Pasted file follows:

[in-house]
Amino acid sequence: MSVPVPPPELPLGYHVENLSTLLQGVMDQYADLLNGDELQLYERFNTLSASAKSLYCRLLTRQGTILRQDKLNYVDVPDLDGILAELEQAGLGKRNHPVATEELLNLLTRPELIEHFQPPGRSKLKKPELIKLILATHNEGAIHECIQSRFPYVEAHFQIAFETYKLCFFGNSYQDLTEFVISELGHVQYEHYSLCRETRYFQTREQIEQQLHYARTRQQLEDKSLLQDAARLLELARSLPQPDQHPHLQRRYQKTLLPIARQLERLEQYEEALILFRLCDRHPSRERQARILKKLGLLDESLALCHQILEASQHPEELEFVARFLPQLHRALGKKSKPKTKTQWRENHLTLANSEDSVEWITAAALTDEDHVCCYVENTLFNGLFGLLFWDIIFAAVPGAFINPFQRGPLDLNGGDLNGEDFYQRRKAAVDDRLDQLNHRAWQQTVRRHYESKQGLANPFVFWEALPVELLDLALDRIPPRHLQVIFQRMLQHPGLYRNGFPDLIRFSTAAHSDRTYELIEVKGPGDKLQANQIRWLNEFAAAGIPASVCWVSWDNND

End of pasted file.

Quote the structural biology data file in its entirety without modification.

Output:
[in-house]
Amino acid sequence: MSVPVPPPELPLGYHVENLSTLLQGVMDQYADLLNGDELQLYERFNTLSASAKSLYCRLLTRQGTILRQDKLNYVDVPDLDGILAELEQAGLGKRNHPVATEELLNLLTRPELIEHFQPPGRSKLKKPELIKLILATHNEGAIHECIQSRFPYVEAHFQIAFETYKLCFFGNSYQDLTEFVISELGHVQYEHYSLCRETRYFQTREQIEQQLHYARTRQQLEDKSLLQDAARLLELARSLPQPDQHPHLQRRYQKTLLPIARQLERLEQYEEALILFRLCDRHPSRERQARILKKLGLLDESLALCHQILEASQHPEELEFVARFLPQLHRALGKKSKPKTKTQWRENHLTLANSEDSVEWITAAALTDEDHVCCYVENTLFNGLFGLLFWDIIFAAVPGAFINPFQRGPLDLNGGDLNGEDFYQRRKAAVDDRLDQLNHRAWQQTVRRHYESKQGLANPFVFWEALPVELLDLALDRIPPRHLQVIFQRMLQHPGLYRNGFPDLIRFSTAAHSDRTYELIEVKGPGDKLQANQIRWLNEFAAAGIPASVCWVSWDNND